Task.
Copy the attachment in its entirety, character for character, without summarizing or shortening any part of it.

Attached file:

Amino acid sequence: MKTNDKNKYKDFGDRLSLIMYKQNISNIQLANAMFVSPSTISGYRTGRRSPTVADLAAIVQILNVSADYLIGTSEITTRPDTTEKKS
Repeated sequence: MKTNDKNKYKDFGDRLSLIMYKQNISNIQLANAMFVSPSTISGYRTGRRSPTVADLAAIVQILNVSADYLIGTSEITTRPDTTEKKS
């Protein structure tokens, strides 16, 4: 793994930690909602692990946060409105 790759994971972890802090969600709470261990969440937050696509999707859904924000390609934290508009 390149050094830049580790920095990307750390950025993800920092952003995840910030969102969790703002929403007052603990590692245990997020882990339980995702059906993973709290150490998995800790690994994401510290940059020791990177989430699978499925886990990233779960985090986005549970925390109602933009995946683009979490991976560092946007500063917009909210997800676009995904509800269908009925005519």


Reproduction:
Amino acid sequence: MKTNDKNKYKDFGDRLSLIMYKQNISNIQLANAMFVSPSTISGYRTGRRSPTVADLAAIVQILNVSADYLIGTSEITTRPDTTEKKS
Repeated sequence: MKTNDKNKYKDFGDRLSLIMYKQNISNIQLANAMFVSPSTISGYRTGRRSPTVADLAAIVQILNVSADYLIGTSEITTRPDTTEKKS
């Protein structure tokens, strides 16, 4: 793994930690909602692990946060409105 790759994971972890802090969600709470261990969440937050696509999707859904924000390609934290508009 390149050094830049580790920095990307750390950025993800920092952003995840910030969102969790703002929403007052603990590692245990997020882990339980995702059906993973709290150490998995800790690994994401510290940059020791990177989430699978499925886990990233779960985090986005549970925390109602933009995946683009979490991976560092946007500063917009909210997800676009995904509800269908009925005519």